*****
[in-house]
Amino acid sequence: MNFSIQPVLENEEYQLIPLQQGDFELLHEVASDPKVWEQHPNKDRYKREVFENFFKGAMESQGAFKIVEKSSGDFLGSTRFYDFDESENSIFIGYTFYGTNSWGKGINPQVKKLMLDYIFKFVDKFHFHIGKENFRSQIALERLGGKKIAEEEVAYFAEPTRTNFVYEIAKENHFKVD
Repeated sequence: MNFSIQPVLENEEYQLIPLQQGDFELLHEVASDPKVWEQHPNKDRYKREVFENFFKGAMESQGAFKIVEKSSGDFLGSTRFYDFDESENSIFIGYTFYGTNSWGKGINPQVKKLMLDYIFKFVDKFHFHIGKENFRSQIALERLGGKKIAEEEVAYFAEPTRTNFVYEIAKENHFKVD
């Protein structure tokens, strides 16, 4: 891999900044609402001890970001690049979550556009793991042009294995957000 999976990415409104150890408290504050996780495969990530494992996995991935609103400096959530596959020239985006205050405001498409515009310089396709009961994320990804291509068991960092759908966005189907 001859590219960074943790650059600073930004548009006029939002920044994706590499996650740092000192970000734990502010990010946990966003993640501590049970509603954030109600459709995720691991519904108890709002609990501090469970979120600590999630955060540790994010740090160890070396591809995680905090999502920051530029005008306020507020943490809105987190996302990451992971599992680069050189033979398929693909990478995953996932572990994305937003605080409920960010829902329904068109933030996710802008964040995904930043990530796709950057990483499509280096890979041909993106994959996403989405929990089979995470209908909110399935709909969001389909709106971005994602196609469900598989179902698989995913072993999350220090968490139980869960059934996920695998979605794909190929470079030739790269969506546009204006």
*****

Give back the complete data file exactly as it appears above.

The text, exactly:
[in-house]
Amino acid sequence: MNFSIQPVLENEEYQLIPLQQGDFELLHEVASDPKVWEQHPNKDRYKREVFENFFKGAMESQGAFKIVEKSSGDFLGSTRFYDFDESENSIFIGYTFYGTNSWGKGINPQVKKLMLDYIFKFVDKFHFHIGKENFRSQIALERLGGKKIAEEEVAYFAEPTRTNFVYEIAKENHFKVD
Repeated sequence: MNFSIQPVLENEEYQLIPLQQGDFELLHEVASDPKVWEQHPNKDRYKREVFENFFKGAMESQGAFKIVEKSSGDFLGSTRFYDFDESENSIFIGYTFYGTNSWGKGINPQVKKLMLDYIFKFVDKFHFHIGKENFRSQIALERLGGKKIAEEEVAYFAEPTRTNFVYEIAKENHFKVD
């Protein structure tokens, strides 16, 4: 891999900044609402001890970001690049979550556009793991042009294995957000 999976990415409104150890408290504050996780495969990530494992996995991935609103400096959530596959020239985006205050405001498409515009310089396709009961994320990804291509068991960092759908966005189907 001859590219960074943790650059600073930004548009006029939002920044994706590499996650740092000192970000734990502010990010946990966003993640501590049970509603954030109600459709995720691991519904108890709002609990501090469970979120600590999630955060540790994010740090160890070396591809995680905090999502920051530029005008306020507020943490809105987190996302990451992971599992680069050189033979398929693909990478995953996932572990994305937003605080409920960010829902329904068109933030996710802008964040995904930043990530796709950057990483499509280096890979041909993106994959996403989405929990089979995470209908909110399935709909969001389909709106971005994602196609469900598989179902698989995913072993999350220090968490139980869960059934996920695998979605794909190929470079030739790269969506546009204006």